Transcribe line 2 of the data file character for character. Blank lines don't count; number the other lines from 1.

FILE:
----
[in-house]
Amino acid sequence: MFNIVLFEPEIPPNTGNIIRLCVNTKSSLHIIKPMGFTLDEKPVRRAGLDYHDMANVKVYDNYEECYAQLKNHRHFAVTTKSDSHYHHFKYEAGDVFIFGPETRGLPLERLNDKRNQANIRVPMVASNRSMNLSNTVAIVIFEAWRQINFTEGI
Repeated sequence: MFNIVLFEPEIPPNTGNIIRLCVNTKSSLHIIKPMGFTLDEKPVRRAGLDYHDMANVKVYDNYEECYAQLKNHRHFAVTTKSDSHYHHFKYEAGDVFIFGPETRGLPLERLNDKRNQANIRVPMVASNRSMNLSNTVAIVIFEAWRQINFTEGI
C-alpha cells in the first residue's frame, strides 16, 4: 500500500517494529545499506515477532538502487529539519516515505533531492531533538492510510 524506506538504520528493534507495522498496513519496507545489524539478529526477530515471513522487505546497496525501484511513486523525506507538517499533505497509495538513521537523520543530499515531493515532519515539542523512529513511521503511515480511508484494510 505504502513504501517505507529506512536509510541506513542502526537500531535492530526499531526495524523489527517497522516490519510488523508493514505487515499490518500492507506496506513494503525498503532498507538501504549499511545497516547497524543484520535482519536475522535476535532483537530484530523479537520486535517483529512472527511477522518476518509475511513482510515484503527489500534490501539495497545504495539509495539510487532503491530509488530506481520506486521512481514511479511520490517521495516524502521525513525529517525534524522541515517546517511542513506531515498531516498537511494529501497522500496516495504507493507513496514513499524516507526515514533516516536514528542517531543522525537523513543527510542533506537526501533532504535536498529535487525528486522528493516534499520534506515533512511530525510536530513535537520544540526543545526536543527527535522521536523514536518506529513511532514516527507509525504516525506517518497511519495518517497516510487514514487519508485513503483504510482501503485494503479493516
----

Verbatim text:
Amino acid sequence: MFNIVLFEPEIPPNTGNIIRLCVNTKSSLHIIKPMGFTLDEKPVRRAGLDYHDMANVKVYDNYEECYAQLKNHRHFAVTTKSDSHYHHFKYEAGDVFIFGPETRGLPLERLNDKRNQANIRVPMVASNRSMNLSNTVAIVIFEAWRQINFTEGI